The reviewers have undertaken an extensive search for relevant studies. However, the available studies are only small case series and reports involving small number of patients. The authors used three categories to assess primary outcomes :-

  1. Complete healing: absence of clinical signs and symptoms, complete resolution of peri-radicular radiolucency, and increased root dentin thickness/length and apical closure
  2. Incomplete healing: absence of clinical signs and symptoms, reduced or unaltered periapical lesion size with/without radiographic signs of increasing root dentin thickness/length, or apical closure
  1. Failure: persistent clinical signs and symptoms and/or increased peri-radicular lesion size

Outcomes 1 and 2 were both considered clinical success and the authors present percentage clinical success rates for three apical diameters although unfortunately it is not clear from the data presented how these are achieved as figures for healed and incompletely health teeth are not clearly provided in the paper.

Given the low quality of the available evidence the findings should be treated very cautiously and while the data suggest that RET may be a potential treatment there is a clear need for high quality well conducted and reported studies to truly determine whether this is a viable approach.   The availability of only low quality evidence for RET was also highlighted in a broader review of the topic we have looked at previously (Dental Elf – 18th Sep 2017 ).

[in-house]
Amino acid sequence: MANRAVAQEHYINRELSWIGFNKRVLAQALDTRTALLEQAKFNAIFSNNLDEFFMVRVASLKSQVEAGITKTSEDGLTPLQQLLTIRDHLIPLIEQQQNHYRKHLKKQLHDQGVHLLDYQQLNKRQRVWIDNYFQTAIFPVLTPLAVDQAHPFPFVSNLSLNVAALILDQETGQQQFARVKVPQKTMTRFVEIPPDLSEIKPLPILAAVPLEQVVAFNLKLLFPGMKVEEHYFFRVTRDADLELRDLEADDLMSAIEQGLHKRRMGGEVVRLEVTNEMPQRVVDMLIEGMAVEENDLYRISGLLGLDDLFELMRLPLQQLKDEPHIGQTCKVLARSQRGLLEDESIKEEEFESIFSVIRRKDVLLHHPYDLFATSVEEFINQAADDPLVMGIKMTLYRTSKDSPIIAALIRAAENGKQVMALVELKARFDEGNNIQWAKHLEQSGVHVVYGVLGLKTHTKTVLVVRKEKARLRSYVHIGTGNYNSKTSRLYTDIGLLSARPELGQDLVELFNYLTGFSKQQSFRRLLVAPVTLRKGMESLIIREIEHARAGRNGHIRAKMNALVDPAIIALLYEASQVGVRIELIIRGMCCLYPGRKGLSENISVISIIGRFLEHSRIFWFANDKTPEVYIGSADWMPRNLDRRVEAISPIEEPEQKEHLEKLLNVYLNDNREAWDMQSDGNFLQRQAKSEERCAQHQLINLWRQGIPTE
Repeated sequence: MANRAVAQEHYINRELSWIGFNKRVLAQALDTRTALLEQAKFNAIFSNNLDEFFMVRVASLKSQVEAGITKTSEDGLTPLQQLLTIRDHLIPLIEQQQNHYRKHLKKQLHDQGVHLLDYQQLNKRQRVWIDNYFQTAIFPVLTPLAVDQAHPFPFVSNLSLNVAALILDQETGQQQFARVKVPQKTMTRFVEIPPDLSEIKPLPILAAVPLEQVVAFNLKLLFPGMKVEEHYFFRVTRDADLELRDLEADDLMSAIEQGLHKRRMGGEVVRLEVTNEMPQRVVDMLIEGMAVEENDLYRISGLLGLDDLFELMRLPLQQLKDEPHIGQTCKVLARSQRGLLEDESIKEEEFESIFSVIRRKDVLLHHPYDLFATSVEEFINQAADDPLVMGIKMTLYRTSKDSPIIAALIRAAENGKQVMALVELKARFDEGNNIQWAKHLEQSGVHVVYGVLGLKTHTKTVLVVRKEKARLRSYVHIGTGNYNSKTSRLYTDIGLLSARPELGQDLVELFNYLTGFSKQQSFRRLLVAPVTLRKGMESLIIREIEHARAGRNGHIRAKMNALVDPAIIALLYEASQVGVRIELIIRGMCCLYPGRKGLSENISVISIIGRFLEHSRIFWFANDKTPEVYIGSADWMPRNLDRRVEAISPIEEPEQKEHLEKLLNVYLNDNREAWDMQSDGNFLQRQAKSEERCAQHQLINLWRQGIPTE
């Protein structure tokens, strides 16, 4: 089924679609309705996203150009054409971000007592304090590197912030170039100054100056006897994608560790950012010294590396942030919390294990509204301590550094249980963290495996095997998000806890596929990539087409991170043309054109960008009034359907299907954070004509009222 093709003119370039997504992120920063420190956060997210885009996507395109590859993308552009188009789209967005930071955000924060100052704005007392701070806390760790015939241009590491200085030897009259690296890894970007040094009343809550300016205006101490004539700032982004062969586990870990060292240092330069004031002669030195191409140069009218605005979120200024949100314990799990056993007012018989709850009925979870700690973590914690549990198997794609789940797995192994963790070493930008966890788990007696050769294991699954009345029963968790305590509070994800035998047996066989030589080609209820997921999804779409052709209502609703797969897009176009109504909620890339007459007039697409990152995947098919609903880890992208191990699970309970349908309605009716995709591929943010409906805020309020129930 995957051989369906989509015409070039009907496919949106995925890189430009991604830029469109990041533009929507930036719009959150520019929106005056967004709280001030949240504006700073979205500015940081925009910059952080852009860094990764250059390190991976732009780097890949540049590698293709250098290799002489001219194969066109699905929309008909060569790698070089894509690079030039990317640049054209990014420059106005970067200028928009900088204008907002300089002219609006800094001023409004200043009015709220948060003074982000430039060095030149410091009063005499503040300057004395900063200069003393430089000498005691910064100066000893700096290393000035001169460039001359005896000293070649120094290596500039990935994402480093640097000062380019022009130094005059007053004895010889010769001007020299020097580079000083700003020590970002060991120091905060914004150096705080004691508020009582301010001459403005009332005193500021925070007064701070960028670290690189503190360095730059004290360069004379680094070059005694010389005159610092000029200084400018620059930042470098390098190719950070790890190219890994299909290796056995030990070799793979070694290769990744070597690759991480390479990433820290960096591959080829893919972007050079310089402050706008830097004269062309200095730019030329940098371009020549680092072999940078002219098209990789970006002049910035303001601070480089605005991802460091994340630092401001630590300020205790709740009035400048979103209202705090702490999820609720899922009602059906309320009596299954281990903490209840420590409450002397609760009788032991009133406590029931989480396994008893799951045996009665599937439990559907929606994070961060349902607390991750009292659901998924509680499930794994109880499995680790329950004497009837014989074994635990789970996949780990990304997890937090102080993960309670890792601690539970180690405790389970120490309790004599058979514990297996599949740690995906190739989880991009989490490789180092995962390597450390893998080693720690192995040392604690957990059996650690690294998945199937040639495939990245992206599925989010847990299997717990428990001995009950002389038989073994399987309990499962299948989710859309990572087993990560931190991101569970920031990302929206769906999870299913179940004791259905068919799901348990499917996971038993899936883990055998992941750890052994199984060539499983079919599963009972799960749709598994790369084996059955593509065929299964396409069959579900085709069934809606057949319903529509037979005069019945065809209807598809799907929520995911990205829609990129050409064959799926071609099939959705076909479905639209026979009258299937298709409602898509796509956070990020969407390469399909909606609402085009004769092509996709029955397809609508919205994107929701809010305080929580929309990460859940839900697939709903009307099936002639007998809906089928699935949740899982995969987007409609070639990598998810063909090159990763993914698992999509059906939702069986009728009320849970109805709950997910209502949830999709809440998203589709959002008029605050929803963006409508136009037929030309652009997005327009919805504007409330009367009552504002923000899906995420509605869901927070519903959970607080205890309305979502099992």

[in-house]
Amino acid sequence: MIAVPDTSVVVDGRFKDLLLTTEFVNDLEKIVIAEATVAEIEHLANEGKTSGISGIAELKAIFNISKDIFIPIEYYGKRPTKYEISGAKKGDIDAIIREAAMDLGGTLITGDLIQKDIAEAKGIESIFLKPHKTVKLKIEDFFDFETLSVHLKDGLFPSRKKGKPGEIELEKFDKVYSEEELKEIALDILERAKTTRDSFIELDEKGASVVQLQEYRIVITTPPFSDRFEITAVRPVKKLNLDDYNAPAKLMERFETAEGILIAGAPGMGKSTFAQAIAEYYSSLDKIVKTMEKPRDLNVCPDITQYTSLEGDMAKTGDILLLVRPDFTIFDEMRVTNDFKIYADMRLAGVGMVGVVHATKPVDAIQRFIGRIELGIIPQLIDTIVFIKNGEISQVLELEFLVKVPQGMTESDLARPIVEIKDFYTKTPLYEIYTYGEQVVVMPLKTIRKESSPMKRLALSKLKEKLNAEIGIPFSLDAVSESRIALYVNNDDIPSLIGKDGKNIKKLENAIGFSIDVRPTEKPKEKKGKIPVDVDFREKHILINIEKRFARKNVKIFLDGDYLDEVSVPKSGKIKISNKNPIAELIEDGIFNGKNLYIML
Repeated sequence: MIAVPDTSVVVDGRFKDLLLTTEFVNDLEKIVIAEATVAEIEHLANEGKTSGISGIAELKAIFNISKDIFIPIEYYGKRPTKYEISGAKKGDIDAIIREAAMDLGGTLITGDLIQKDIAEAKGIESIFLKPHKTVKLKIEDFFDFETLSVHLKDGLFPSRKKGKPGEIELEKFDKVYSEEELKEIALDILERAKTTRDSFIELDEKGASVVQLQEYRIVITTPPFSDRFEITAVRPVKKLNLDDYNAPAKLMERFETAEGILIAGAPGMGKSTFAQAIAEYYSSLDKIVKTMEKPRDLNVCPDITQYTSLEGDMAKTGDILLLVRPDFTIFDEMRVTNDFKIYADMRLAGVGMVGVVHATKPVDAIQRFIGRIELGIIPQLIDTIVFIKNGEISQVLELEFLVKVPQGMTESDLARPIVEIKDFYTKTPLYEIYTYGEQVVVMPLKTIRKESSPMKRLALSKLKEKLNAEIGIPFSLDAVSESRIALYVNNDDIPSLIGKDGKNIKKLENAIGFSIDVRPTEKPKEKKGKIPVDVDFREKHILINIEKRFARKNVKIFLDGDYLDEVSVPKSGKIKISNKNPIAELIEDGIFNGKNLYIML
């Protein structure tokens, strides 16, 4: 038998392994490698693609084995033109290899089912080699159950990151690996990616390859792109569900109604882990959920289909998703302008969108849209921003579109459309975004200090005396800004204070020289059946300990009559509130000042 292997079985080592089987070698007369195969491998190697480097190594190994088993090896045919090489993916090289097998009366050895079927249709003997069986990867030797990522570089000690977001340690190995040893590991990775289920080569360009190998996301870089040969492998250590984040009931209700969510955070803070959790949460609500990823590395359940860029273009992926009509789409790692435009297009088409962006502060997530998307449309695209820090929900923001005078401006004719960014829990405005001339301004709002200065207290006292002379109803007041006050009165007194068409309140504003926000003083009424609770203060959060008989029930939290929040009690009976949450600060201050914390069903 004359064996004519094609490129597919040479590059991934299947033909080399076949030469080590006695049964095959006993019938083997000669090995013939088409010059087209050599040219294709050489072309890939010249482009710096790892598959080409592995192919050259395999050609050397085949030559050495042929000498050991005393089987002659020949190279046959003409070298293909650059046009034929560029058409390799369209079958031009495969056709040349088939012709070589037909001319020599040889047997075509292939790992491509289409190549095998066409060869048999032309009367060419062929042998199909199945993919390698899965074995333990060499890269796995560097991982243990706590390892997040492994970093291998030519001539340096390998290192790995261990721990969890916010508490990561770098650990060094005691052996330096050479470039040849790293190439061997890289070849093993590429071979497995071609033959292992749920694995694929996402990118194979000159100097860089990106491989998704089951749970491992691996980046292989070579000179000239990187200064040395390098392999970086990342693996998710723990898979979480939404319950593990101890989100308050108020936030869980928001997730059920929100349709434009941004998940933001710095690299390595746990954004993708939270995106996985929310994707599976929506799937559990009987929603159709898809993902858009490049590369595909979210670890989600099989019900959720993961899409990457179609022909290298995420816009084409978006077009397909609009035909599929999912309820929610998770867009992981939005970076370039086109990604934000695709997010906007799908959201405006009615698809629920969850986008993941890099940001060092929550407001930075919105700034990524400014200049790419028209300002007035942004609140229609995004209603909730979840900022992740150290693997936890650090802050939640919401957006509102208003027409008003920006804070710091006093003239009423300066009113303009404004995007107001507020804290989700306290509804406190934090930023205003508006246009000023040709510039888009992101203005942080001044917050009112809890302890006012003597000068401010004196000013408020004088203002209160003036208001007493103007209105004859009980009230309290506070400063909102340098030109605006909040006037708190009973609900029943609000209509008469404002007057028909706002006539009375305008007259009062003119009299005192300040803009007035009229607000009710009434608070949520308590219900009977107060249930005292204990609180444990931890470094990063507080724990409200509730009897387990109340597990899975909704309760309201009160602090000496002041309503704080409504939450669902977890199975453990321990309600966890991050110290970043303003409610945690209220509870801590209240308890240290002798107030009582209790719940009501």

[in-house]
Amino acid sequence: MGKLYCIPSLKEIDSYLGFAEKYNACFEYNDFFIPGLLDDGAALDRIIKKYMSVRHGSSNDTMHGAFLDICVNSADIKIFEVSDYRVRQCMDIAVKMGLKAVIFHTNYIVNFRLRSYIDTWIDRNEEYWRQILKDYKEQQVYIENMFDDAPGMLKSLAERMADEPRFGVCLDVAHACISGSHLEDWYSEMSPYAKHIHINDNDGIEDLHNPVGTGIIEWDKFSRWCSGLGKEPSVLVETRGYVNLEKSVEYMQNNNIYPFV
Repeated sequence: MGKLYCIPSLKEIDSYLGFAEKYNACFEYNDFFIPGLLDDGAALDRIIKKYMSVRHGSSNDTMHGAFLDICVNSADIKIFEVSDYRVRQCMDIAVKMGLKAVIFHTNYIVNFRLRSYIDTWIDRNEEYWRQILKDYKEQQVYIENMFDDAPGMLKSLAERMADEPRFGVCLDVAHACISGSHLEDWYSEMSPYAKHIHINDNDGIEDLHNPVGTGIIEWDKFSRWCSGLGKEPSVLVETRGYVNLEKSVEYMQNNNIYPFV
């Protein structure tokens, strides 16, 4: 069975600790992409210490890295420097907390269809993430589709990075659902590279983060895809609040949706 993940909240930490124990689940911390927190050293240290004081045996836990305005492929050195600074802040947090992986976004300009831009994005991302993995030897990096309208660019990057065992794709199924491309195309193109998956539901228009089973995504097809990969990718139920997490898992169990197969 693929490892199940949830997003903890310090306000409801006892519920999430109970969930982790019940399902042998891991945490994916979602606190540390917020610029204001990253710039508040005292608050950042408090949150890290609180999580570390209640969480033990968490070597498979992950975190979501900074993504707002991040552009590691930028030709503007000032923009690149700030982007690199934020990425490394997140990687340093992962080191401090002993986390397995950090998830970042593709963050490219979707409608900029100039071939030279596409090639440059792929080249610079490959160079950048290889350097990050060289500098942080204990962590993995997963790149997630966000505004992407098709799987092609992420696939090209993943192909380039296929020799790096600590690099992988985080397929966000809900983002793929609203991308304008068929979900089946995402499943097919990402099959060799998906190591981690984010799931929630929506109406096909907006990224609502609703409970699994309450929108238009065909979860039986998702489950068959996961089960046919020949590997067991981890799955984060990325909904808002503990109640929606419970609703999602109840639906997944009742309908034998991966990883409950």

Primary Paper

Fang Y, Wang X, Zhu J, Su C, Yang Y, Meng L. Influence of Apical Diameter on the Outcome of Regenerative Endodontic Treatment in Teeth with Pulp Necrosis: A Review. J Endod. 2018 Mar;44(3):414-431. doi: 10.1016/j.joen.2017.10.007. Epub 2017 Dec 19. Review. PubMed PMID: 29273495.

Original review protocol on PROSPERO

Other references

 Dental Elf – 18th Sep 2017

Regenerative endodontic treatment or MTA apical plug in teeth with pulp necrosis and open apices?

Picture Credits

By Drs. Ken Hargreaves and Obadah Austah, Dept of Endodontics, University of Texas Health Science Center at San Antonio – Ken Hargreaves, CC BY 3.0 us,


Share on Facebook Tweet this on Twitter Share on LinkedIn Share on Google+
Mark as read
Create a personal elf note about this blog
Profile photo of Derek Richards

Derek Richards

Derek Richards is a specialist in dental public health, Director of the Centre for Evidence-Based Dentistry and Specialist Advisor to the Scottish Dental Clinical Effectiveness Programme (SDCEP) Development Team. A former editor of the Evidence-Based Dentistry Journal and chief blogger for the Dental Elf website until December 2023. Derek has been involved with a wide range of evidence-based initiatives both nationally and internationally since 1994. Derek retired from the NHS in 2019 remaining as a part-time senior lecturer at Dundee Dental School until the end of 2023.

More posts - Website

Follow me here –